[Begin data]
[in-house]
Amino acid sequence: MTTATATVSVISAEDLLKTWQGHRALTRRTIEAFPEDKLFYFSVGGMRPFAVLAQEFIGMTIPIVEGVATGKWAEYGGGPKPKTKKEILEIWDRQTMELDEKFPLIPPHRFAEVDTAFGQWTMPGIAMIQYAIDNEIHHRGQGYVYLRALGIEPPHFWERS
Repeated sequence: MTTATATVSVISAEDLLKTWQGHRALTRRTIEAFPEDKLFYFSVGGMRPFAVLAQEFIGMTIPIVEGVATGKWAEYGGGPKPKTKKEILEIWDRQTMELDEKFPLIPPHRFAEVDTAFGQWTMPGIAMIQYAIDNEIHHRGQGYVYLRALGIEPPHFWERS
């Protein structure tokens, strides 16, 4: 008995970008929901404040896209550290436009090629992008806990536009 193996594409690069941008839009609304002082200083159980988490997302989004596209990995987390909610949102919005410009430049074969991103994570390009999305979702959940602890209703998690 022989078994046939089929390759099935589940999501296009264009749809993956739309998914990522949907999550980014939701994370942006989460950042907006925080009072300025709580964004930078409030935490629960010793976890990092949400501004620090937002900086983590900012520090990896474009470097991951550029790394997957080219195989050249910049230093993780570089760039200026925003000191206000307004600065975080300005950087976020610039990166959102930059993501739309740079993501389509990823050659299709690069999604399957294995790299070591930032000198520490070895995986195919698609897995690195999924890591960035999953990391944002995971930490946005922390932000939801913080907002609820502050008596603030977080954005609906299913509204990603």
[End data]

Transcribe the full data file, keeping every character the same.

[in-house]
Amino acid sequence: MTTATATVSVISAEDLLKTWQGHRALTRRTIEAFPEDKLFYFSVGGMRPFAVLAQEFIGMTIPIVEGVATGKWAEYGGGPKPKTKKEILEIWDRQTMELDEKFPLIPPHRFAEVDTAFGQWTMPGIAMIQYAIDNEIHHRGQGYVYLRALGIEPPHFWERS
Repeated sequence: MTTATATVSVISAEDLLKTWQGHRALTRRTIEAFPEDKLFYFSVGGMRPFAVLAQEFIGMTIPIVEGVATGKWAEYGGGPKPKTKKEILEIWDRQTMELDEKFPLIPPHRFAEVDTAFGQWTMPGIAMIQYAIDNEIHHRGQGYVYLRALGIEPPHFWERS
């Protein structure tokens, strides 16, 4: 008995970008929901404040896209550290436009090629992008806990536009 193996594409690069941008839009609304002082200083159980988490997302989004596209990995987390909610949102919005410009430049074969991103994570390009999305979702959940602890209703998690 022989078994046939089929390759099935589940999501296009264009749809993956739309998914990522949907999550980014939701994370942006989460950042907006925080009072300025709580964004930078409030935490629960010793976890990092949400501004620090937002900086983590900012520090990896474009470097991951550029790394997957080219195989050249910049230093993780570089760039200026925003000191206000307004600065975080300005950087976020610039990166959102930059993501739309740079993501389509990823050659299709690069999604399957294995790299070591930032000198520490070895995986195919698609897995690195999924890591960035999953990391944002995971930490946005922390932000939801913080907002609820502050008596603030977080954005609906299913509204990603």